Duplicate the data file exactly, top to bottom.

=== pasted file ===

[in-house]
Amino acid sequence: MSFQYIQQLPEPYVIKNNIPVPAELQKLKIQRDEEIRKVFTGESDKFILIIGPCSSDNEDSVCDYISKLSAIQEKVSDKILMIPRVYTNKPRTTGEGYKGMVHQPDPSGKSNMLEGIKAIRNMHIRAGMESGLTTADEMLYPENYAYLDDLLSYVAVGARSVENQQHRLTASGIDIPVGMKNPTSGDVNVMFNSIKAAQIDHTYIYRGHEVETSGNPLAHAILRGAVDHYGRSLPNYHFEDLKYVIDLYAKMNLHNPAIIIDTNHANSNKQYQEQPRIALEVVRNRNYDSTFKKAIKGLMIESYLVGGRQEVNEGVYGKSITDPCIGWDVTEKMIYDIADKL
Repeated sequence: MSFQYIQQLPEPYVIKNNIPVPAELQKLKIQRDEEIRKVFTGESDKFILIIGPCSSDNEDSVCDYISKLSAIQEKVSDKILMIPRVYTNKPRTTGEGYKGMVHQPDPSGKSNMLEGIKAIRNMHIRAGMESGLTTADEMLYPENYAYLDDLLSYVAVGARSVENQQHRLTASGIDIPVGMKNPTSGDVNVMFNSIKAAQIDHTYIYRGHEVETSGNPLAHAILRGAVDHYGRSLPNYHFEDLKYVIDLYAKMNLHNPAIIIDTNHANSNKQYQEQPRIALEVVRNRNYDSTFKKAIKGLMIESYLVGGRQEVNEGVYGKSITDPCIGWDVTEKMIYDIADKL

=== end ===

[in-house]
Amino acid sequence: MSFQYIQQLPEPYVIKNNIPVPAELQKLKIQRDEEIRKVFTGESDKFILIIGPCSSDNEDSVCDYISKLSAIQEKVSDKILMIPRVYTNKPRTTGEGYKGMVHQPDPSGKSNMLEGIKAIRNMHIRAGMESGLTTADEMLYPENYAYLDDLLSYVAVGARSVENQQHRLTASGIDIPVGMKNPTSGDVNVMFNSIKAAQIDHTYIYRGHEVETSGNPLAHAILRGAVDHYGRSLPNYHFEDLKYVIDLYAKMNLHNPAIIIDTNHANSNKQYQEQPRIALEVVRNRNYDSTFKKAIKGLMIESYLVGGRQEVNEGVYGKSITDPCIGWDVTEKMIYDIADKL
Repeated sequence: MSFQYIQQLPEPYVIKNNIPVPAELQKLKIQRDEEIRKVFTGESDKFILIIGPCSSDNEDSVCDYISKLSAIQEKVSDKILMIPRVYTNKPRTTGEGYKGMVHQPDPSGKSNMLEGIKAIRNMHIRAGMESGLTTADEMLYPENYAYLDDLLSYVAVGARSVENQQHRLTASGIDIPVGMKNPTSGDVNVMFNSIKAAQIDHTYIYRGHEVETSGNPLAHAILRGAVDHYGRSLPNYHFEDLKYVIDLYAKMNLHNPAIIIDTNHANSNKQYQEQPRIALEVVRNRNYDSTFKKAIKGLMIESYLVGGRQEVNEGVYGKSITDPCIGWDVTEKMIYDIADKL